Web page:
The main body of this post was written by my friend Britt, who is a Pastry Chef for Tom Douglas Restaurants in Seattle, Washington. It was first posted in 2007 on my first blog, The Pink Hobart. It all seems like a lifetime ago. My late husband and I were not even married yet, and his son and I were still trying to figure each other out. I scooped him up one afternoon and put a cherry pitter in his hand, and to our mutual delight, he was a natural. The rest that follows is the original text, and links to the kiddo when he was an 11-year-old, enthusiastic pie maker. One note about the filling: I love to add up to a third of a cup of seedless raspberry preserves to the filling after its cooled. It adds a lovely flavor, but it’s not required. I’ve also sprinkled a little bit of crunched up hail sugar from ChefShop.com (who are also the source of my bing cherries) over the top of this particular lady.
The fam put this all together on a weekend night. We also took some great pictures of the Kidlet pitting, and the process of making the pie.
Tackling the task of pitting the cherries for this pie is an effort well worth making. In the pastry kitchen, we liken this to the mind numbing chore of shelling fava beans or de-veining shrimp. Commercial cherry pitters will cut your prep time in half. Decent handheld pitters can be
picked up for less than $20.00. However, if you don’t want to spend the money for yet another gadget, don’t let that discourage you from making this pie. Grab a friend, a couple of paring knives and make it a team effort. Like shelling fava beans, this is the perfect job to do sitting
on the porch, dishing with a pal. Just remember to wear your grubbies, cherry juice will splatter everywhere, including your clothes.
Bing Cherry Pie a la Brittany Lee Adams
Use a good quality butter for this, you will thank yourself later. I like Plugra, a European style butter which can be found at Trader Joe’s. This recipe will leave you with plenty of extra dough.
- 2 cups pastry or all purpose flour
- 8 oz. cold unsalted butter
- 1 tsp sea salt (or 3/4 tsp. kosher salt)
- 5-7 Tb. ice water
Cut your butter into small cubes, and place on a dinner plate. Put the plate in the freezer while you gather the remaining ingredients.
Place the flour and salt in the bowl of a food processor, pulse briefly to combine. Add the butter and pulse until mixture is crumbly and the butter is pea sized (this can also be done in a large bowl with a pastry cutter or two forks).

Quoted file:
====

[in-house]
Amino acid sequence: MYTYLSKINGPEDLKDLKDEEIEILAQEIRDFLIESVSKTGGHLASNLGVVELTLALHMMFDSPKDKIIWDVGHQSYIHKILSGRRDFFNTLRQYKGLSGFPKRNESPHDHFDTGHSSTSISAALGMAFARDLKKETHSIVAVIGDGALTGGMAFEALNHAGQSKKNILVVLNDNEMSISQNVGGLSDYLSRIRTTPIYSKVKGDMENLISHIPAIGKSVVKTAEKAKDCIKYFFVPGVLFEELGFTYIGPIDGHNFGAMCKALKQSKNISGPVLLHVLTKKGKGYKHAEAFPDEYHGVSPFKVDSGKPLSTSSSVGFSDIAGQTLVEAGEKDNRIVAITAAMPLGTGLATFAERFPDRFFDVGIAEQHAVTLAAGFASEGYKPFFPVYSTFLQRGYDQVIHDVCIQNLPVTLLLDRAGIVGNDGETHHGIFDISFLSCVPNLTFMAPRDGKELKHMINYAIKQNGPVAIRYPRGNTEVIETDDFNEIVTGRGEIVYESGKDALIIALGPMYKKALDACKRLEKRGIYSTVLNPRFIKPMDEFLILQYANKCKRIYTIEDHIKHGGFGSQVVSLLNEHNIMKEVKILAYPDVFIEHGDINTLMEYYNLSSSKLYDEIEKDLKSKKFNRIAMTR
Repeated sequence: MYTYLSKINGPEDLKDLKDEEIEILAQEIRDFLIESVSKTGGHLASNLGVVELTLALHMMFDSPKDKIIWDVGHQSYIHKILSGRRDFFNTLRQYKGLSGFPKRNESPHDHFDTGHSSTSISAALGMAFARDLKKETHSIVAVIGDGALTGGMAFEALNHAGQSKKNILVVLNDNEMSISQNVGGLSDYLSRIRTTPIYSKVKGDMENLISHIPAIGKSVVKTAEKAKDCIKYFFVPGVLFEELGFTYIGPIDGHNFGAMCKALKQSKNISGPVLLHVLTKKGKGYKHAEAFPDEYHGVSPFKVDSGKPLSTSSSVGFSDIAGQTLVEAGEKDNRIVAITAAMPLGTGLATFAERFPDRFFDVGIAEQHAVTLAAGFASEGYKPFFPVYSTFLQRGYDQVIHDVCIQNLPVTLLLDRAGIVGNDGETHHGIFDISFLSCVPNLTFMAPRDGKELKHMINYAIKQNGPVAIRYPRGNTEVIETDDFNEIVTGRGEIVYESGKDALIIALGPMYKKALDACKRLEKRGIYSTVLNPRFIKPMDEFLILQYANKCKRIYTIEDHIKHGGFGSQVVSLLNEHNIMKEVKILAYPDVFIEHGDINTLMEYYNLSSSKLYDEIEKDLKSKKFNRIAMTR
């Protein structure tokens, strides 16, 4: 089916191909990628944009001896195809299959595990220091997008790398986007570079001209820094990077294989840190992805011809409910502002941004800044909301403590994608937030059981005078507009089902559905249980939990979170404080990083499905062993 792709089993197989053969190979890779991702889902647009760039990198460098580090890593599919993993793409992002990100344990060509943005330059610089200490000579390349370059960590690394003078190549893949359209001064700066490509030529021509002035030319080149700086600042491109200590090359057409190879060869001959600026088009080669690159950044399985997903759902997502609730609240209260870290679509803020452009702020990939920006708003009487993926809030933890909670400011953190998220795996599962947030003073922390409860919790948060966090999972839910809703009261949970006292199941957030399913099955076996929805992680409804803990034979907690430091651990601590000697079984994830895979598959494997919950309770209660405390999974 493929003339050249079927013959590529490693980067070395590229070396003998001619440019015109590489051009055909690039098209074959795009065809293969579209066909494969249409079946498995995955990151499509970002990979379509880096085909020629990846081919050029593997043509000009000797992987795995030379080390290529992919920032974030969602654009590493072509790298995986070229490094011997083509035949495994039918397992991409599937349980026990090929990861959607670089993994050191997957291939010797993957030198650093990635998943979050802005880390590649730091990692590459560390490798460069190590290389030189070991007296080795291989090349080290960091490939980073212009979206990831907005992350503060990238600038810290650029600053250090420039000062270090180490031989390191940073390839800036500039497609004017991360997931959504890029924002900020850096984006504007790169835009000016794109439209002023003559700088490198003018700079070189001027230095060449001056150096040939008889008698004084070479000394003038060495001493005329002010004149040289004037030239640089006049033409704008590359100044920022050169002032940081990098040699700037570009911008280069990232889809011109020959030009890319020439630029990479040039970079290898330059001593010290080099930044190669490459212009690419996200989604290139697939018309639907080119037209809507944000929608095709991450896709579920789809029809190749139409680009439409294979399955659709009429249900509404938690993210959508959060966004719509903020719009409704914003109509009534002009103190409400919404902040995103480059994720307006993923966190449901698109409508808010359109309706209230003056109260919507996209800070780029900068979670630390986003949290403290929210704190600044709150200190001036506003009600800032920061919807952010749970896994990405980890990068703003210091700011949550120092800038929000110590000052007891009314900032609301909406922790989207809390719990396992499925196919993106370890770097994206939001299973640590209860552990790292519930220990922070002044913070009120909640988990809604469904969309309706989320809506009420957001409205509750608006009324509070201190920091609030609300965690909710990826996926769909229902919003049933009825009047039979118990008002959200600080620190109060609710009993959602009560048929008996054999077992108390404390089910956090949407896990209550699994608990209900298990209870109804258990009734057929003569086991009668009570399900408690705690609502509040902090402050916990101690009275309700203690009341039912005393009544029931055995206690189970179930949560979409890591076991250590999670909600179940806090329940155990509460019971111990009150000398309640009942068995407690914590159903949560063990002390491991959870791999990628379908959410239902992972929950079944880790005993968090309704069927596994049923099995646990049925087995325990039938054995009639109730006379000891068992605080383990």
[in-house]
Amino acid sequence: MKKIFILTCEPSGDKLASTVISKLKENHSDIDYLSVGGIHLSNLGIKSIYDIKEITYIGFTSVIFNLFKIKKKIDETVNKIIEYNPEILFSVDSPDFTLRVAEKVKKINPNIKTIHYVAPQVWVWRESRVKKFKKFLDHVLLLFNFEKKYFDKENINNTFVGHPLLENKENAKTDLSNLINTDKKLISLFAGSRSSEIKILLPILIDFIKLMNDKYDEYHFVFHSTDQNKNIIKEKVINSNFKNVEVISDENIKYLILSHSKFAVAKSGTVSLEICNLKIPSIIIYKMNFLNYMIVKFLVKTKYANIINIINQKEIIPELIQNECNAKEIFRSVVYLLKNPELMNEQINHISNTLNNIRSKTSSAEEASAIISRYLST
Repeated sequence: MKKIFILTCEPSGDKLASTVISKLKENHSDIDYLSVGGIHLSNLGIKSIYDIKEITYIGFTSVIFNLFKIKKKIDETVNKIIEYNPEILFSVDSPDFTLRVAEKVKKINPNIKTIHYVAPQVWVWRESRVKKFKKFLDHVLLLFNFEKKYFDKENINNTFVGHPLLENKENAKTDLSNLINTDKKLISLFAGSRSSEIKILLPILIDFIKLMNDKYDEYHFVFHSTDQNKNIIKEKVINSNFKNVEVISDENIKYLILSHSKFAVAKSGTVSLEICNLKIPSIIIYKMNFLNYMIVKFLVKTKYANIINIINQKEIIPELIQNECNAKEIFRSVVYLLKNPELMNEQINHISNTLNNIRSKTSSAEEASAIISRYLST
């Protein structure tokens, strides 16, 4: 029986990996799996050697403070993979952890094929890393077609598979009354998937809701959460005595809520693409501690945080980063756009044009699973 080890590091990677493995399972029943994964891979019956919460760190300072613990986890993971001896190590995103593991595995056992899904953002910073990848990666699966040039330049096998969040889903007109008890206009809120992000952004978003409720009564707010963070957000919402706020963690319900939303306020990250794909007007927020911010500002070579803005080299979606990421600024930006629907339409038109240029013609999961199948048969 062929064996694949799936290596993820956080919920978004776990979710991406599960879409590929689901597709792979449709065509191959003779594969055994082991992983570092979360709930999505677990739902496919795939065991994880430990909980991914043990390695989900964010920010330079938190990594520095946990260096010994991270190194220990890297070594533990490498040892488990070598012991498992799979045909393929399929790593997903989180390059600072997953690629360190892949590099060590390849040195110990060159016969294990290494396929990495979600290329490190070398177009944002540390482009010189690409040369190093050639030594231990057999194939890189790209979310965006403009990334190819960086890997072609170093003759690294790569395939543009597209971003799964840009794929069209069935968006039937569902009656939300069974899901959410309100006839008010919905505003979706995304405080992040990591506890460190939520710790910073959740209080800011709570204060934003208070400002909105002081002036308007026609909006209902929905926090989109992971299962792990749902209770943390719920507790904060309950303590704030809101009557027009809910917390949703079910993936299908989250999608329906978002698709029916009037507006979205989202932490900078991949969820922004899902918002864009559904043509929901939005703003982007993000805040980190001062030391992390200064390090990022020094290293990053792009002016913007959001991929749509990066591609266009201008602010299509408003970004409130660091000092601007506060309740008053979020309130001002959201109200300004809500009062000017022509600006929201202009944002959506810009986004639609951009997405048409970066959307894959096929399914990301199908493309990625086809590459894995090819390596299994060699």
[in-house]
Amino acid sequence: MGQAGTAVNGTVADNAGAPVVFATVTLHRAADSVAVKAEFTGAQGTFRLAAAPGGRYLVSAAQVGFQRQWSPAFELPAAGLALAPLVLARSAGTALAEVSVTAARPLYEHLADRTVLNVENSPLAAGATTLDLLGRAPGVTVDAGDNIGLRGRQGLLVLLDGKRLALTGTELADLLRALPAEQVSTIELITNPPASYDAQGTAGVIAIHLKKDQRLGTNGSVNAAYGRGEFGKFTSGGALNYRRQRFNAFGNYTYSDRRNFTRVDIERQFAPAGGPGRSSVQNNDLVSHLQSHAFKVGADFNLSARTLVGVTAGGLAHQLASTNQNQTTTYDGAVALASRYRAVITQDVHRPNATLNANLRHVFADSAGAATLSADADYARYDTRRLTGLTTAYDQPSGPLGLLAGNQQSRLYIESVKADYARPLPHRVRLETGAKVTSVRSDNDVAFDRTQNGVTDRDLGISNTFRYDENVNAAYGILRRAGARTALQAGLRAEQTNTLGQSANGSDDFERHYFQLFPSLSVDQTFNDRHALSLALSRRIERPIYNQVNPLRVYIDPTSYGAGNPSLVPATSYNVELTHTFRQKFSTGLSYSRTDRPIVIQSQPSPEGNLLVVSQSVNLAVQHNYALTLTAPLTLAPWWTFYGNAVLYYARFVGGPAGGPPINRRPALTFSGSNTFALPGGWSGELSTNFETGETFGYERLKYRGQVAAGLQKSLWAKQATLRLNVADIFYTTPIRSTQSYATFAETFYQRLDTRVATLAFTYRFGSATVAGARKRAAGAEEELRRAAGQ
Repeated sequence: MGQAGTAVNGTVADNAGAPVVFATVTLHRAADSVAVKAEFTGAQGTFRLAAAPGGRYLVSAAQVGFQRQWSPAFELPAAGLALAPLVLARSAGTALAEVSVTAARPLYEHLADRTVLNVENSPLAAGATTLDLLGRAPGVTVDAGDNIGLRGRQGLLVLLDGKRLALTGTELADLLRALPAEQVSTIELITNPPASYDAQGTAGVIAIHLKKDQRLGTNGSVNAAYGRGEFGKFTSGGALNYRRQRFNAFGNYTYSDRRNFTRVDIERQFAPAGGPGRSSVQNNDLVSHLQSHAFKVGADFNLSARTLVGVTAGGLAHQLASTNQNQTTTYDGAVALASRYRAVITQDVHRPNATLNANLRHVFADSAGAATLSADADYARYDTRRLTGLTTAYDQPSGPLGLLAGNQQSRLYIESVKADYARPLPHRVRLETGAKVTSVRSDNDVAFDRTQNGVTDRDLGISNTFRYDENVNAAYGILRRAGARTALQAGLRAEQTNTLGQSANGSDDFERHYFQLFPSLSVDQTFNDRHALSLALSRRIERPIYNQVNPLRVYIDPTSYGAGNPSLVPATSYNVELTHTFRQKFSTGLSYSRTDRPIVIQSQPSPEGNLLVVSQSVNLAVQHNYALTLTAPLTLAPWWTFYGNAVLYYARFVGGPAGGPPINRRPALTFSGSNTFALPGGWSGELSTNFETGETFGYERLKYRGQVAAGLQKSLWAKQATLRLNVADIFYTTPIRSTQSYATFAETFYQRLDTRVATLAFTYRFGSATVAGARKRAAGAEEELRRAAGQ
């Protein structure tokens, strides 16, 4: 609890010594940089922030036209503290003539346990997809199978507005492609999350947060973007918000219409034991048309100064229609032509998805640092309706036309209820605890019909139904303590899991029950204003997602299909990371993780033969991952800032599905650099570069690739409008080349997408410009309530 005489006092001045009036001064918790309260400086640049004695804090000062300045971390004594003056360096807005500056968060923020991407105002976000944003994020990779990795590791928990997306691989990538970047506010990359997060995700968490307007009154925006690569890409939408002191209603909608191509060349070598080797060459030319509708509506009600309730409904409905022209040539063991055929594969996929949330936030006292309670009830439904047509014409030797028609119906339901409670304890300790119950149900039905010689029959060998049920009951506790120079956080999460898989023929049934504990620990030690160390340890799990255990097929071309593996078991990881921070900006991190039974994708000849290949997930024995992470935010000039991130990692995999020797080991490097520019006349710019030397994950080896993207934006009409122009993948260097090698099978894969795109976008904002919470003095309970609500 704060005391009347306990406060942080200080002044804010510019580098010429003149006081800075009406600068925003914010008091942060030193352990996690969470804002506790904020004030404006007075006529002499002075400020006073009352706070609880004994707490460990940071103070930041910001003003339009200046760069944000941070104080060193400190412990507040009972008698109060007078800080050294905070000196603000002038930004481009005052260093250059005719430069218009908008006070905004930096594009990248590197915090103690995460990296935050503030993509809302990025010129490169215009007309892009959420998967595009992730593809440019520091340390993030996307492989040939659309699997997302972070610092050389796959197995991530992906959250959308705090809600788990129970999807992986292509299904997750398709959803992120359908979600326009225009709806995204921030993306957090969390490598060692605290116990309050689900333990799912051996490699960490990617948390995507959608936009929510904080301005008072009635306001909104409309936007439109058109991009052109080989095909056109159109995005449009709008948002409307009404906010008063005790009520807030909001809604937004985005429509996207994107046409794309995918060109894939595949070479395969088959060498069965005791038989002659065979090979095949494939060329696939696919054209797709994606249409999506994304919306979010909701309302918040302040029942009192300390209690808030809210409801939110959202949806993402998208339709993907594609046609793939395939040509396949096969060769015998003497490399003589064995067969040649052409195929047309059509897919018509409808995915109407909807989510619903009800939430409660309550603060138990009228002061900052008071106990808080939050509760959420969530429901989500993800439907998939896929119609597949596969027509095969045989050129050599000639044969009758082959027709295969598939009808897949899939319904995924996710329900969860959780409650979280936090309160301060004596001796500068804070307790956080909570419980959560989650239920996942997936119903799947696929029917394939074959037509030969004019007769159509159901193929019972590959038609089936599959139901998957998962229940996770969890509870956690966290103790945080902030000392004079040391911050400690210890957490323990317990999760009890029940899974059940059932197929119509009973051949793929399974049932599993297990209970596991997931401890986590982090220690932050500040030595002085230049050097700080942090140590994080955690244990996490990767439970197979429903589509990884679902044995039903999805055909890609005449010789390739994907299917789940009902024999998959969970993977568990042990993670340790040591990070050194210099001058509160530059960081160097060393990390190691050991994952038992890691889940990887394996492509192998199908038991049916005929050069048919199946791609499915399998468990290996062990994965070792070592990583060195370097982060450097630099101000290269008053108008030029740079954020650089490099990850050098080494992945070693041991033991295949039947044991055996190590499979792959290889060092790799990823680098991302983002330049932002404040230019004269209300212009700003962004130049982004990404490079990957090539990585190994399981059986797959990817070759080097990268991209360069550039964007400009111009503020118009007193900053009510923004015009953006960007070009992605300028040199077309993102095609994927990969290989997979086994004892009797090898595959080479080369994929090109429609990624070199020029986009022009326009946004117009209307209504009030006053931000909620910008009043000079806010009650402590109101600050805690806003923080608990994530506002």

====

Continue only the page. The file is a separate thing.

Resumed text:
Add 5 tablespoons of the ice water and pulse just to combine (mixture should still be crumbly!).
Grab a handful of the crumbs and squeeze it together with your fist. If the mixture holds together, it’s done. If not, add more water, one teaspoon at a time.
Dump the crumbly dough out onto a work surface. Divide it into two piles (one for the top crust and one for the bottom). Press each pile together so you have two discs of dough. Wrap in plastic and refrigerate for 1 hour.
This may seem like a strange method for making a pie filling, but it’s necessary to cook a few cups of the cherries with the starch. The pie is still delicious if the pre-cooking process is eliminated (just be sure to omit the water!), however, the juices and starch with fall to the bottom of the pie. This creates a strange gelatinous layer after the pie sits for a while.
- 4# cherries (weighed
before stemming and pitting)
- 2 Tb. lemon juice
- 6 oz. water
- 1/3 cup cornstarch
- 1/3 cup sugar
- pinch salt
- 1 Tb amaretto (optional)
- 2 Tb unsalted butter, cut into cubes
Stem and pit the cherries. Save any juices that accumulate.
Whisk the sugar, starch, and salt together in a small bowl and set aside.
In a large pan, bring the water, lemon juice, two cups of the cherries and any juices accumulated during the pitting process to a boil. Add the starch and stir consistently over medium heat for about thirty seconds. Mixture will be very thick and gloppy. Fold in remaining cherries and amaretto if using. Cover surface with plastic and chill until cold. Spoon filling into the crust and dot with the butter. Cover with the top crust, seal and crimp the edges. Cut a few steam vents on top and sprinkle with granulated sugar. Bake at 425 degrees for thirty minutes, then turn heat down to 350, and continue baking for one hour.
Let cool for 3-5 hours before cutting. Makes 6-8 slices.